Thursday, August 1, 2013

The Queen's Vow by C.W. Gortner

Rating: ★ ★ ★ ★ ☆
Obtained from: Netgalley/Historical Fiction Virtual Book Tours
Read: June 19, 2013

No one believed I was destined for greatness. So begins Isabella’s story, in this evocative, vividly imagined novel about one of history’s most famous and controversial queens—the warrior who united a fractured country, the champion of the faith whose reign gave rise to the Inquisition, and the visionary who sent Columbus to discover a New World. Acclaimed author C. W. Gortner envisages the turbulent early years of a woman whose mythic rise to power would go on to transform a monarchy, a nation, and the world. Young Isabella is barely a teenager when she and her brother are taken from their mother’s home to live under the watchful eye of their half-brother, King Enrique, and his sultry, conniving queen. There, Isabella is thrust into danger when she becomes an unwitting pawn in a plot to dethrone Enrique. Suspected of treason and held captive, she treads a perilous path, torn between loyalties, until at age seventeen she suddenly finds herself heiress of Castile, the largest kingdom in Spain. Plunged into a deadly conflict to secure her crown, she is determined to wed the one man she loves yet who is forbidden to her—Fernando, prince of Aragon. As they unite their two realms under “one crown, one country, one faith,” Isabella and Fernando face an impoverished Spain beset by enemies. With the future of her throne at stake, Isabella resists the zealous demands of the inquisitor Torquemada even as she is seduced by the dreams of an enigmatic navigator named Columbus. But when the Moors of the southern domain of Granada declare war, a violent, treacherous battle against an ancient adversary erupts, one that will test all of Isabella’s resolve, her courage, and her tenacious belief in her destiny. From the glorious palaces of Segovia to the battlefields of Granada and the intrigue-laden gardens of Seville, The Queen’s Vow sweeps us into the tumultuous forging of a nation and the complex, fascinating heart of the woman who overcame all odds to become Isabella of Castile.

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I consider myself a historic fiction reader. It is my primary stomping ground and the genre I feel I am most competent reviewing and yet, for some inexplicable reason it took me nine years to pick up and read anything by C.W. Gortner. How did I manage such as oversight you ask? I have not the slightest idea, but I will say, having read both The Queen's Vow and The Tudor Conspiracy within weeks of one another, that Gortner has quickly become one of my all time favorite authors and a staple of my personal library.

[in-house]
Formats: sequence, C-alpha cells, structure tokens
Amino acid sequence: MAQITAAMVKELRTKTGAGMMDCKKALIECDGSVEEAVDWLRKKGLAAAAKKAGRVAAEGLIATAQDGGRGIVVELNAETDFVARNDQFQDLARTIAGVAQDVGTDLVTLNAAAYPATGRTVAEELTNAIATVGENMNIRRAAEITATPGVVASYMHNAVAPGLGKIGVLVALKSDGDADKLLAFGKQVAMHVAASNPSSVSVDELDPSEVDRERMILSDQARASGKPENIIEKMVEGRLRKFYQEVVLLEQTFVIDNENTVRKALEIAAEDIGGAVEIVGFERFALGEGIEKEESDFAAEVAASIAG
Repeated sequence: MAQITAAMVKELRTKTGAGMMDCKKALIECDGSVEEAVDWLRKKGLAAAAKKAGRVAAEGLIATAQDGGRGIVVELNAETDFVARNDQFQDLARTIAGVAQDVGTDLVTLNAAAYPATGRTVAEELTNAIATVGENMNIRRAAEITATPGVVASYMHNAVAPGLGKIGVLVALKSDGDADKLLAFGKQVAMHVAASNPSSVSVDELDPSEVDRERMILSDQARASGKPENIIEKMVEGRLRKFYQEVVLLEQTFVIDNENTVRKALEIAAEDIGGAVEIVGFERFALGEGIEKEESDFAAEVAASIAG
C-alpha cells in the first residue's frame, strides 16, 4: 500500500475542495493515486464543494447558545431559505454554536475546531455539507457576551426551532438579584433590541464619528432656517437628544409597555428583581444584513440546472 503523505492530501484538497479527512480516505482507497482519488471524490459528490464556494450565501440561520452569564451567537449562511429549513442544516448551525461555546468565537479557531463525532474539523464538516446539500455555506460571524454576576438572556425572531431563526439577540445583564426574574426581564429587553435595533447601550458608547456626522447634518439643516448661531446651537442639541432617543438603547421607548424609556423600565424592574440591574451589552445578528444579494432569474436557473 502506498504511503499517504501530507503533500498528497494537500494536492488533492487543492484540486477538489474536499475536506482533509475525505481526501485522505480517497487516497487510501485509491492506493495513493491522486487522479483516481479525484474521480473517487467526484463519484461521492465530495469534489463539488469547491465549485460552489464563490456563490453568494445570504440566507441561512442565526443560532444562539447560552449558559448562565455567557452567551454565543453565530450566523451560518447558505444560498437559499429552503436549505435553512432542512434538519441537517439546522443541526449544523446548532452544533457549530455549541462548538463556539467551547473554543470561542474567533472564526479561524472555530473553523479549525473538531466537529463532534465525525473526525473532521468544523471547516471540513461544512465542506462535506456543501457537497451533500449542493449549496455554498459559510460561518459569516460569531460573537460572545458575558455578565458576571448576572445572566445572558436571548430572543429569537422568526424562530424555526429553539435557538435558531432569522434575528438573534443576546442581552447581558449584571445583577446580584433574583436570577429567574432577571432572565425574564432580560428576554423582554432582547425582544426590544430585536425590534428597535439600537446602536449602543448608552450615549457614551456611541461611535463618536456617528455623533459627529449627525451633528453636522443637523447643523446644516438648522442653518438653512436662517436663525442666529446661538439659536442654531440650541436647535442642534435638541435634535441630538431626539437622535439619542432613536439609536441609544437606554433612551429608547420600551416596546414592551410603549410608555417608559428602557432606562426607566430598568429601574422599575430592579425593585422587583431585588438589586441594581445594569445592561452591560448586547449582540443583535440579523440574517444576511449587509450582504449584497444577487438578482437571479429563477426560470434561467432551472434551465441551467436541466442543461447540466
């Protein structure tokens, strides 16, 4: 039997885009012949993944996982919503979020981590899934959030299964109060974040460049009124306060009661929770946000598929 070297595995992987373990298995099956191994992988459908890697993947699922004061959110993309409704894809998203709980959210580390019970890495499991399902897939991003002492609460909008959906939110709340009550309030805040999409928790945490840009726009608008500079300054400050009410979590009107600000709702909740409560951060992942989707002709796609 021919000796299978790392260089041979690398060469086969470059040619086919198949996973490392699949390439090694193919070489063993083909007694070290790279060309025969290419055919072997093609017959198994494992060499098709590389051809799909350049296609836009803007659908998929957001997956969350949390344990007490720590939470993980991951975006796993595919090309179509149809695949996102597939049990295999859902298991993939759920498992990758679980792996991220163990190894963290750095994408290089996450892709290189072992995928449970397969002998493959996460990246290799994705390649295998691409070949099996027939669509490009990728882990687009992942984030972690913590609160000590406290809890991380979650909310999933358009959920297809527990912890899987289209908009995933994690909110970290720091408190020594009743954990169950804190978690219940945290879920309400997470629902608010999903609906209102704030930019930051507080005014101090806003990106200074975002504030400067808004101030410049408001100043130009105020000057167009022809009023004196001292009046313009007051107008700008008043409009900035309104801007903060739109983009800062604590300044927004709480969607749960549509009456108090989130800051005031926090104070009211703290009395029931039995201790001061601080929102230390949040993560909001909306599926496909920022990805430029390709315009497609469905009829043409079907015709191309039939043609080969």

Now despite my having written and released my reviews in the reverse order, I actually read The Queen's Vow before The Tudor Conspiracy, a chance decision that gave me what is apparently a unique view of Gortner's work. Older fans seem to have mixed feelings about this piece and while I completely respect their opinions, I think they might be selling Gortner just a bit short. Yes, the pacing of this novel does not rival his other works and there is an incredible amount of detail within these pages, but from what I understand the scope of those stories depend on movement and tension while that of this book is much more subtle, the incredible detail necessary to the telling.  Perhaps it is just me, but I believe comparing the two is rather like debating apples and oranges. 

The Queen's Vow is at its core a fictional exploration of a woman who has been defined by the unfortunate results of her political policies. Scholars tend to judge Isabella of Castile in hindsight, recognizing and often reviling her for those decisions that led to the persecution of thousands under the Spanish Inquisition as well as the decimation of native populations in both North and South America. What Gortner is asking his readers in The Queen's Vow is if this assessment is fair? Should we really judge this woman by the outcome of her declarations or should we consider instead the intent and context in which they were made. On the surface it makes for less intense reading, but I personally believe there is much to be said for a book that makes you reconsider the way you think of and view history.